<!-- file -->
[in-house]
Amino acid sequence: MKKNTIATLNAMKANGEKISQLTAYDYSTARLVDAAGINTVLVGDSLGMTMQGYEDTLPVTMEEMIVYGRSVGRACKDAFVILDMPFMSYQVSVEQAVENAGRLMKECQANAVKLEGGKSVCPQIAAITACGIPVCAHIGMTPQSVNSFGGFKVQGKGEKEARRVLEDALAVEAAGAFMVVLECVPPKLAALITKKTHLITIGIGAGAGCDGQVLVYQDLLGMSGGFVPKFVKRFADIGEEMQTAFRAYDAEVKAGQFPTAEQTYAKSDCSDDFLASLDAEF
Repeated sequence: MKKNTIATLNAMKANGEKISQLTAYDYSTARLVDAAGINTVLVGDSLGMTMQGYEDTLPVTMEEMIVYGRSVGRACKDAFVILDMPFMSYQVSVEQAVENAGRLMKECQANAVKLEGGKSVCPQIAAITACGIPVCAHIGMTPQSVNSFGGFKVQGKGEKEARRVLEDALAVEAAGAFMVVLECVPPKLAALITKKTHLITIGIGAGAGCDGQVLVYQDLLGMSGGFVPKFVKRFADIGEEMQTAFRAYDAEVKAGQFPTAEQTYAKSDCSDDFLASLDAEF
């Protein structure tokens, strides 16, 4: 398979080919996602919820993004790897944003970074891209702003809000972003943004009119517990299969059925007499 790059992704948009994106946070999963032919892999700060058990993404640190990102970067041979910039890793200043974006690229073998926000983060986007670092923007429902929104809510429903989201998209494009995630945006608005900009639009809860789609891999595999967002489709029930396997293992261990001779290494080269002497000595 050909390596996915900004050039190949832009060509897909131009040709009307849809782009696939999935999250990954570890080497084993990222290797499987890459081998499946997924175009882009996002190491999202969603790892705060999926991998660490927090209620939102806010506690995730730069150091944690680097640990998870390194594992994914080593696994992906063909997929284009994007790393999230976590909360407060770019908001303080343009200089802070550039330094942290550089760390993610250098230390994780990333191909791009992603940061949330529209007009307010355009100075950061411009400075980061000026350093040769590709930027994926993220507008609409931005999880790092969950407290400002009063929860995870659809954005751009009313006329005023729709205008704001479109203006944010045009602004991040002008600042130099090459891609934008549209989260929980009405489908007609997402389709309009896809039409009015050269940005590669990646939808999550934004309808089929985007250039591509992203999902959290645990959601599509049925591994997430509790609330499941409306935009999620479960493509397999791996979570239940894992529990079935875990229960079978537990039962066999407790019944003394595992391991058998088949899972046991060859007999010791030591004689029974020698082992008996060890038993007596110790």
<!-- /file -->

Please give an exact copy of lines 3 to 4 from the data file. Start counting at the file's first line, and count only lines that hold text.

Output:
Repeated sequence: MKKNTIATLNAMKANGEKISQLTAYDYSTARLVDAAGINTVLVGDSLGMTMQGYEDTLPVTMEEMIVYGRSVGRACKDAFVILDMPFMSYQVSVEQAVENAGRLMKECQANAVKLEGGKSVCPQIAAITACGIPVCAHIGMTPQSVNSFGGFKVQGKGEKEARRVLEDALAVEAAGAFMVVLECVPPKLAALITKKTHLITIGIGAGAGCDGQVLVYQDLLGMSGGFVPKFVKRFADIGEEMQTAFRAYDAEVKAGQFPTAEQTYAKSDCSDDFLASLDAEF
């Protein structure tokens, strides 16, 4: 398979080919996602919820993004790897944003970074891209702003809000972003943004009119517990299969059925007499 790059992704948009994106946070999963032919892999700060058990993404640190990102970067041979910039890793200043974006690229073998926000983060986007670092923007429902929104809510429903989201998209494009995630945006608005900009639009809860789609891999595999967002489709029930396997293992261990001779290494080269002497000595 050909390596996915900004050039190949832009060509897909131009040709009307849809782009696939999935999250990954570890080497084993990222290797499987890459081998499946997924175009882009996002190491999202969603790892705060999926991998660490927090209620939102806010506690995730730069150091944690680097640990998870390194594992994914080593696994992906063909997929284009994007790393999230976590909360407060770019908001303080343009200089802070550039330094942290550089760390993610250098230390994780990333191909791009992603940061949330529209007009307010355009100075950061411009400075980061000026350093040769590709930027994926993220507008609409931005999880790092969950407290400002009063929860995870659809954005751009009313006329005023729709205008704001479109203006944010045009602004991040002008600042130099090459891609934008549209989260929980009405489908007609997402389709309009896809039409009015050269940005590669990646939808999550934004309808089929985007250039591509992203999902959290645990959601599509049925591994997430509790609330499941409306935009999620479960493509397999791996979570239940894992529990079935875990229960079978537990039962066999407790019944003394595992391991058998088949899972046991060859007999010791030591004689029974020698082992008996060890038993007596110790």